By Kate Raddatz

MINNEAPOLIS (WCCO) — Now that spring is here, it is time to start thinking about your garden — but do not get too far ahead.

The late spring weather means there are some guidelines on what you can and should not be doing in your garden.

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When you have been gardening for 40 years like Barb McCabe, you know it is more than just a hobby.

“I’m getting my first bit of spring, which is pansies,” McCabe said. “Just being outside in nature and digging in the dirt and smelling all the good smells. And in Minnesota, we crave that.”

But as tempting as it is to get out and start planting your garden, the late spring means you have to wait a little longer.

“The ground is still very wet,” said Tonkadale Greenhouse owner Jessie Jacobson.

She said there are three things you should hold off on doing: No planting or digging, no raking and no mowing until things dry up.

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“We want to wait until that soil dries out, so when you kind of clump it together, it will crumble on its own,” Jacobson said.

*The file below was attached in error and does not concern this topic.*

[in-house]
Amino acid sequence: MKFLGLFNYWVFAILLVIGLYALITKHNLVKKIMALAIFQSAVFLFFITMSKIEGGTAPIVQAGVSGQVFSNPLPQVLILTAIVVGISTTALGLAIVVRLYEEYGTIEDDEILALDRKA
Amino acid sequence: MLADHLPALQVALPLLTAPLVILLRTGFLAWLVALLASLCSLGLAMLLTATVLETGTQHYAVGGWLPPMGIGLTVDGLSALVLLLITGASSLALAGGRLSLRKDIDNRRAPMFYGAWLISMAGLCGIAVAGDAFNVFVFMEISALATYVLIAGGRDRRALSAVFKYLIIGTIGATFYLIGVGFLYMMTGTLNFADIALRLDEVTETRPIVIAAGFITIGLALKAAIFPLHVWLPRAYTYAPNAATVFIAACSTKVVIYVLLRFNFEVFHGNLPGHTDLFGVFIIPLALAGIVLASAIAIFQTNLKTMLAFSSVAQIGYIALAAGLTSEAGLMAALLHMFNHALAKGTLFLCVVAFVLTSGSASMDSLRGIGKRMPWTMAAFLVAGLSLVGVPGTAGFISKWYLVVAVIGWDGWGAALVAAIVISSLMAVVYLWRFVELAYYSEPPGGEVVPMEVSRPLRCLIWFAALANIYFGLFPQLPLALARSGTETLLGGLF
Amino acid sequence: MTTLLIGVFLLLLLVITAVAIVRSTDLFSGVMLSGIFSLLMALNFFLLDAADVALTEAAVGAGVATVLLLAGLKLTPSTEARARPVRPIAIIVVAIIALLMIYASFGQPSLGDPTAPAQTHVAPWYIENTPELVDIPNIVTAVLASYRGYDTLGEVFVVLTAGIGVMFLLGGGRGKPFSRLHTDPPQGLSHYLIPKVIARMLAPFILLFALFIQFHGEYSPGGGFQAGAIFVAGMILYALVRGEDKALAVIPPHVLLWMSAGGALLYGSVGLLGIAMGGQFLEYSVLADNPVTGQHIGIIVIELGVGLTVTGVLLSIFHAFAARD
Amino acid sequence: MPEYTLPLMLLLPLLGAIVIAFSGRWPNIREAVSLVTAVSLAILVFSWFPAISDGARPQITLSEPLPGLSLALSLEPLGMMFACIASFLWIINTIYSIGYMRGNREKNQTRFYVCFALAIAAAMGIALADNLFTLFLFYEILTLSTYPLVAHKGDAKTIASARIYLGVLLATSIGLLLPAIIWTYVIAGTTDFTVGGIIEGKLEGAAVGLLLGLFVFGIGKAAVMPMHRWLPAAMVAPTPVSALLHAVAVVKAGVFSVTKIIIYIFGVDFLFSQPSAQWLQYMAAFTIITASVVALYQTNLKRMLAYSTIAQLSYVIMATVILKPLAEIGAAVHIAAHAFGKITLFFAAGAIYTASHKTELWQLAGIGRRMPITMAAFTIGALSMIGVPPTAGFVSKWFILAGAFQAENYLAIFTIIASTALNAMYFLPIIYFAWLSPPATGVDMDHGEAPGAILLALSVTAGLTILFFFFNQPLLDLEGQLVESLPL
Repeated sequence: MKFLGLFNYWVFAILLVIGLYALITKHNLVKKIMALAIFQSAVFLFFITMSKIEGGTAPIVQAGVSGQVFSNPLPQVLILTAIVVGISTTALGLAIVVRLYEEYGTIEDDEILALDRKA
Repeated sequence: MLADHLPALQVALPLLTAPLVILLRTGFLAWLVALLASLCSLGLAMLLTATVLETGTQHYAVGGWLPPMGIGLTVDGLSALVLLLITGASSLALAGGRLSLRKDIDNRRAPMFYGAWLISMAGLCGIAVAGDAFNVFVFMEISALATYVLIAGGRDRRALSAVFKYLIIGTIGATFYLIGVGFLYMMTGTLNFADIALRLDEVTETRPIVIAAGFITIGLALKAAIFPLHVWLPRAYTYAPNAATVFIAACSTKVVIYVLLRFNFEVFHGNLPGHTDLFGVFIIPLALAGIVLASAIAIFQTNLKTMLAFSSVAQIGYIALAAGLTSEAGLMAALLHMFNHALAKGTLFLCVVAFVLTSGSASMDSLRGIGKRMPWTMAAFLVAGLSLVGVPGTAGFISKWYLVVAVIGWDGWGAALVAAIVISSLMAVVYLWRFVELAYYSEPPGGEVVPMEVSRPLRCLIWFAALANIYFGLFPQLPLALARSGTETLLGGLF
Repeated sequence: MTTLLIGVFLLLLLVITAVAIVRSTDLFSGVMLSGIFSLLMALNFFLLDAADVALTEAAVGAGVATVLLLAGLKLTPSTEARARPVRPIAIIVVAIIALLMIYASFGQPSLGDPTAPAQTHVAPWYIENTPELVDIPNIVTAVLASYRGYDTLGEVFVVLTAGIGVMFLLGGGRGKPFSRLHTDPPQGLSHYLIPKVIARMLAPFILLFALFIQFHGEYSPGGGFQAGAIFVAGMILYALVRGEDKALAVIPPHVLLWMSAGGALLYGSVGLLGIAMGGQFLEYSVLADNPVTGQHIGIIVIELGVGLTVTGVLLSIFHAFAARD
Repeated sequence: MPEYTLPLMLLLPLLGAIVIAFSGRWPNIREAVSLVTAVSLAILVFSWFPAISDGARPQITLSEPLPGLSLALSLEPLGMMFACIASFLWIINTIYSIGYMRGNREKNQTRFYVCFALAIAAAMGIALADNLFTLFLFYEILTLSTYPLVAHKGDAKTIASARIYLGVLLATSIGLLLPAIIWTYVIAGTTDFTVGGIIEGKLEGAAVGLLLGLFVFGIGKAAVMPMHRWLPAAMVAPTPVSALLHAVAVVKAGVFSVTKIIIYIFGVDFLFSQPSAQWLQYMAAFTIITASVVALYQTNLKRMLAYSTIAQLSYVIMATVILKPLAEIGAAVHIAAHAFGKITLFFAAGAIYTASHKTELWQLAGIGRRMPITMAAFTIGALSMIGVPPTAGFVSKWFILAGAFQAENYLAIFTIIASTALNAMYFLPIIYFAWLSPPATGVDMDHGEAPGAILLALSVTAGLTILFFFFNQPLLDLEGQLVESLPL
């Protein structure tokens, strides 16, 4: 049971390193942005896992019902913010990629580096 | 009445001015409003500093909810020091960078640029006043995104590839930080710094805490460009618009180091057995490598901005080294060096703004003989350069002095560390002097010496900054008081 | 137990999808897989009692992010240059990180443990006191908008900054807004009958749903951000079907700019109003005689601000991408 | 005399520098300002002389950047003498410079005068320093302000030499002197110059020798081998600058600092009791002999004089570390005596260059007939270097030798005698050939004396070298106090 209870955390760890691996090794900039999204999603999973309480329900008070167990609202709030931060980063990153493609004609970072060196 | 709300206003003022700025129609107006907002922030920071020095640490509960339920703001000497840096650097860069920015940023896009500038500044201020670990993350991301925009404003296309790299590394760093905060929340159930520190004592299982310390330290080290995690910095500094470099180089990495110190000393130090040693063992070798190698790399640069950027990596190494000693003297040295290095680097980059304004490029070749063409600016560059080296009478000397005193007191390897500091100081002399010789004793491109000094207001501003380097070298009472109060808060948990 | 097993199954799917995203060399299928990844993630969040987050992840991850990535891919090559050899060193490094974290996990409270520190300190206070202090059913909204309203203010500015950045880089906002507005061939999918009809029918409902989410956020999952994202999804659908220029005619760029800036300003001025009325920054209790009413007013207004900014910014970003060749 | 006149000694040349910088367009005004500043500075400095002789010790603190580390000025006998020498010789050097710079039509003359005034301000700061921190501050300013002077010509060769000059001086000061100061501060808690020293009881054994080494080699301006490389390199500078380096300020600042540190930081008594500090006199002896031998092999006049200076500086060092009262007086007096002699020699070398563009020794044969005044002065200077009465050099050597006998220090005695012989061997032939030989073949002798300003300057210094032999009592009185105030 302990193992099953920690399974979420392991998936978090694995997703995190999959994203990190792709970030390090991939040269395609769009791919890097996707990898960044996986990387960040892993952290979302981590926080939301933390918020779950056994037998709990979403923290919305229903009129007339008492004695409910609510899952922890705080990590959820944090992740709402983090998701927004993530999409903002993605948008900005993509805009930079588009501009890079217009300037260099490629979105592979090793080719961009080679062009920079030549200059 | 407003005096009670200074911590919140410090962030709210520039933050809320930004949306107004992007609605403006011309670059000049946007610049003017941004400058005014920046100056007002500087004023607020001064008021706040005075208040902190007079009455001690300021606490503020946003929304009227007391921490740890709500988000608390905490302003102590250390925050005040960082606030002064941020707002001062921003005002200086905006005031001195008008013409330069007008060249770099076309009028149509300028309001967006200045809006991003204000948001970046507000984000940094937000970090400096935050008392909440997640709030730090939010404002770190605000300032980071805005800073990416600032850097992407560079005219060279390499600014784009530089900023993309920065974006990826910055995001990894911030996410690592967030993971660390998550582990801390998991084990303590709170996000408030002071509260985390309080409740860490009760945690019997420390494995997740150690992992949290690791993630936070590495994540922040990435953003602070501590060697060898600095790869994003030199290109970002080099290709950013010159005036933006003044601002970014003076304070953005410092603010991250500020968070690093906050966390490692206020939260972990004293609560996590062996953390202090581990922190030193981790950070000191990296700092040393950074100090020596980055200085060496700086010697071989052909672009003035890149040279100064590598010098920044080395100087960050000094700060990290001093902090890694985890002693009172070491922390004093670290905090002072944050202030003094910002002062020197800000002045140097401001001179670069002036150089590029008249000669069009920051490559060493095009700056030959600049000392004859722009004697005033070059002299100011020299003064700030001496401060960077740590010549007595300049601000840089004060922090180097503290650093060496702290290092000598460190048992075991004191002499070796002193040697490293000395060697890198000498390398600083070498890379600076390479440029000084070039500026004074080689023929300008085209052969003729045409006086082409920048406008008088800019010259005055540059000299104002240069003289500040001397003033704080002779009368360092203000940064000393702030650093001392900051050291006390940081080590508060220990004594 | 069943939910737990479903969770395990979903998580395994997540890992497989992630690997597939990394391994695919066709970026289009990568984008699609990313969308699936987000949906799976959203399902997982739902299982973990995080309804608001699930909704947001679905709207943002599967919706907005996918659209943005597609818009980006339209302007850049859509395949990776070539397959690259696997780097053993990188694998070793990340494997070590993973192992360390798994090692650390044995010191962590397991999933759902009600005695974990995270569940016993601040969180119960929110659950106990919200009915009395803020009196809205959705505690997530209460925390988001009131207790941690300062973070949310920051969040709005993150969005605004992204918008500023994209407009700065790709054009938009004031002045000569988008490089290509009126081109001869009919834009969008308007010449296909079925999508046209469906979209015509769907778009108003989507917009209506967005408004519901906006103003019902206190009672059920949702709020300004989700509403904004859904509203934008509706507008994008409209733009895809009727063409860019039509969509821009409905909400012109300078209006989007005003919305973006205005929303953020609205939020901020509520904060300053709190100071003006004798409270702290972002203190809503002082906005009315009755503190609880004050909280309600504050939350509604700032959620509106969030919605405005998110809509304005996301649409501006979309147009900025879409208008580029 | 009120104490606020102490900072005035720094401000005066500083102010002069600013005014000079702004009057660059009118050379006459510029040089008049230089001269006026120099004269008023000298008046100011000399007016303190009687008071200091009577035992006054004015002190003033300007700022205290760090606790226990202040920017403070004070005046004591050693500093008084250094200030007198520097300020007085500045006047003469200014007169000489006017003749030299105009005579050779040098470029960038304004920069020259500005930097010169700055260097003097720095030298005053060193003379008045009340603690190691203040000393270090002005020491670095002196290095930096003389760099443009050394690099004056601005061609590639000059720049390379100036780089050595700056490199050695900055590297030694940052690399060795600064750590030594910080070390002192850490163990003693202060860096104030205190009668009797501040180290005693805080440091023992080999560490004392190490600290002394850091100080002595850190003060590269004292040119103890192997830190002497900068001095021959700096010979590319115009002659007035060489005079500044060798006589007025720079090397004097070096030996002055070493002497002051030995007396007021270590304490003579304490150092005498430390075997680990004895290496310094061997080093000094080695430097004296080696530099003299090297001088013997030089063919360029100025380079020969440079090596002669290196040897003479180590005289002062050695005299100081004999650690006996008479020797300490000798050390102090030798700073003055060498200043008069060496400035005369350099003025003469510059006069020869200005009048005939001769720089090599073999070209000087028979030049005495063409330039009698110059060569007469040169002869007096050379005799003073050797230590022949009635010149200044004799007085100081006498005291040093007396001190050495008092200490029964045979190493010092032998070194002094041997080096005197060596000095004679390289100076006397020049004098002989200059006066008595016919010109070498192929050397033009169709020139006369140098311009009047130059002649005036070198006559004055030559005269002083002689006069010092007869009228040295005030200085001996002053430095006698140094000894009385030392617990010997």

But the hold on planting your garden means more time to prep. It is a good time to prune panicle hydrangeas, start applying repellents and start planning out your garden.

“You can start thinking about your cool weather veggies, so cold crops like broccoli, cabbage, kale,” Jacobson said. “Thinking about some of the direct seed items you’re going to put in the ground … carrots, beats, beans, peas.”

And do not forget about spring trends for 2018, like bringing more outside greenery indoor; no warm-up required.

Even in ideal conditions with a lot of sun and little rain, the gardeners we talked to said it could still be a couple of weeks before you will be able to dig or plant outside.

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But if you are anxious to get your hands in the dirt, you can always plant in containers until the ground is ready.

Kate Raddatz